Over the last few weeks a series of storms have blown into London – zephyrs with the warm, faintly cloacal smell of a heavy drinker’s halitosis. Back in the early 2000s, when the city had a run of unnaturally clement winters (I think it was 2003, when I found myself wearing a T-shirt, outside on Christmas Day), I floated the idea of interpolating the current four seasons with a fifth, to be called ‘Ballard’ in honour of the great English dystopian novelist and caller-in of the globally-warming near-future.
Ballard – who I had the honour to call a friend – has been dead for almost a decade now, but the season I named for him has been resurrected. What typifies Ballard is not only odd weather, but social disintegration: the grim tidings of economic collapse if there’s no deal with the European Union over Brexit are only the notional eye of the storm called ‘austerity’ that’s already hit London: in the last year the number of rough sleepers on the streets has doubled – as has the amount of homelessness overall, as the Tories’ benefit cuts and ‘rationalisations’ bite still deeper into the wanting flesh of the city’s poor.
My canary in this notably stygian coal mine remains Bill, who I first struck up an acquaintance with when he was begging by the ATM machine outside Stockwell Tube station. Bill is a fairly representative rough sleeper: an ex-squaddie with PTSD and a raging substance abuser. Seated on the York stone payment, his wizened, teak-brown face assumes the ataraxic expression of the most fatalist Buddha – yet engage with him kindly, and he becomes all smiles. Last year there was no Ballard to speak of, and London was seriously chilly by November; Bill’s bash in the yard of the local Baptist Church was inundated every rainy night. I took to subbing him a few quid each evening, so he could pay for a backpackers’ hostel – the last thing he wanted to do was go in the Local Authority one at Vauxhall Cross, which is a toxic swamp of violence and disease the rough sleeping fraternity dub ‘the last chance saloon’.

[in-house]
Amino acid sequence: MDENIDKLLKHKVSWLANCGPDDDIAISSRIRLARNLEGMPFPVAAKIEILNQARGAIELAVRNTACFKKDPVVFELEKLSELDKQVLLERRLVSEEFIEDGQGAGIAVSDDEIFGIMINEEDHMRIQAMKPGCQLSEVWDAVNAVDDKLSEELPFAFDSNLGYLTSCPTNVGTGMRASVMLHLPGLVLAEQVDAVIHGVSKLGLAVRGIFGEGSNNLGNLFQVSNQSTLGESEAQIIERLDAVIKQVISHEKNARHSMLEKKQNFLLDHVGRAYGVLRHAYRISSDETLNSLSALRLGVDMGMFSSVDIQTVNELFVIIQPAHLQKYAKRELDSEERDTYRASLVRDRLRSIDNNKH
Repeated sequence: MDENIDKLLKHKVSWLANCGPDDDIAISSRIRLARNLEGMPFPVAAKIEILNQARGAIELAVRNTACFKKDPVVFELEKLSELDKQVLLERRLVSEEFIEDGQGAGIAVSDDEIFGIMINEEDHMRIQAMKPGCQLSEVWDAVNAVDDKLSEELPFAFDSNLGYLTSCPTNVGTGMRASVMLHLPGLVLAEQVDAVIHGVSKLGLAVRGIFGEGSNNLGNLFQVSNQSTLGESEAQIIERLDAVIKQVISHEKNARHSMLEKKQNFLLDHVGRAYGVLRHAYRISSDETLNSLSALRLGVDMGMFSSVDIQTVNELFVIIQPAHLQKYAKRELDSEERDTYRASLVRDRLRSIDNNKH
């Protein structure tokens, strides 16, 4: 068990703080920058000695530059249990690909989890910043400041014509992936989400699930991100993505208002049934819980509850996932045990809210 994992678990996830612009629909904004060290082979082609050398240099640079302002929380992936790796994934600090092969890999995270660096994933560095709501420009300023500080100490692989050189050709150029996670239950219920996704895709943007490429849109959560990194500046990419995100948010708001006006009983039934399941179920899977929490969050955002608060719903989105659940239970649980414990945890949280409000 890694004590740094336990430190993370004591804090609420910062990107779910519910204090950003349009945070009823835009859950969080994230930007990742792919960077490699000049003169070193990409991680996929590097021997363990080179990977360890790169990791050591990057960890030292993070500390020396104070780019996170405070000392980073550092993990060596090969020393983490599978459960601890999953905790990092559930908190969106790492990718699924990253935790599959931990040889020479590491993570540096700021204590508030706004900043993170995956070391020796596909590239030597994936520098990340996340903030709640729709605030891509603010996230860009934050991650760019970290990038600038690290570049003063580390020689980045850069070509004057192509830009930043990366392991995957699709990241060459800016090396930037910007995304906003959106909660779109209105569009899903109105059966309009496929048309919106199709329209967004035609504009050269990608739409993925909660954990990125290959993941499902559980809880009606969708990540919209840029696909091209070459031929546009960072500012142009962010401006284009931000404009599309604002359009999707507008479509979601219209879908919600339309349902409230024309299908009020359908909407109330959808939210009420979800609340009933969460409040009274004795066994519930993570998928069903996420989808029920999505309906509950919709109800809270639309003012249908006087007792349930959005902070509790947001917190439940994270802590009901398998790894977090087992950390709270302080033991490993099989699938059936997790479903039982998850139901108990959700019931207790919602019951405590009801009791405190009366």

Nevertheless, that’s where Bill has ended up, after a tumultuous year which saw him admitted twice to hospital – firstly because he’d shot-up smack adulterated with Fentanyl in his groin, and acquired a pesky blood clot the size of a fatberg, and secondly because a fellow resident of the last chance saloon had thrust a broken bottle into his upper arm for no bloody reason at all. Bill contracted gangrene. He’d only gone into the hostel, in the end, because there was no other way for him to gain access to better accommodation, and drug treatment services – a nasty little Catch-22 that’s par for the so-called ‘welfare’ course. Now Bill and I are desperately seeking an in-patient berth in a proper drug rehab unit before Ballard gives way to autumn-proper. I’ve friends who work for the local council’s rough sleepers’ unit – they’re good people, but they’re pretty cynical and burnt out. Wouldn’t you be, if your job consisted of a dawn round of the local parks, kicking the sodden bundles slumped under bushes to check that they’re still… alive?
Still, at least the down-and-outs in London aren’t quite so fucked-up as those in my other neighbourhood: I spend three days every week with my girlfriend in Paris. She lives in the tenth arrondissement, close to the Gare du Nord, and in the nooks and crannies of the surrounding city you can find entire mini-bidonvilles of the homeless, complete with makeshift tents, and hollow-cheeked women clutching babies to their breasts. The addition of the occasional army foot patrol, heavily armed with semi-automatic machine guns, completes the dystopian scene. So, while the British state may be trying extract itself – with the rrrrippping sound of giant Velcro – from its entanglement with the European Union, London and Paris alike, bask in the sinister radioactive glow of a truly exceptional Ballard.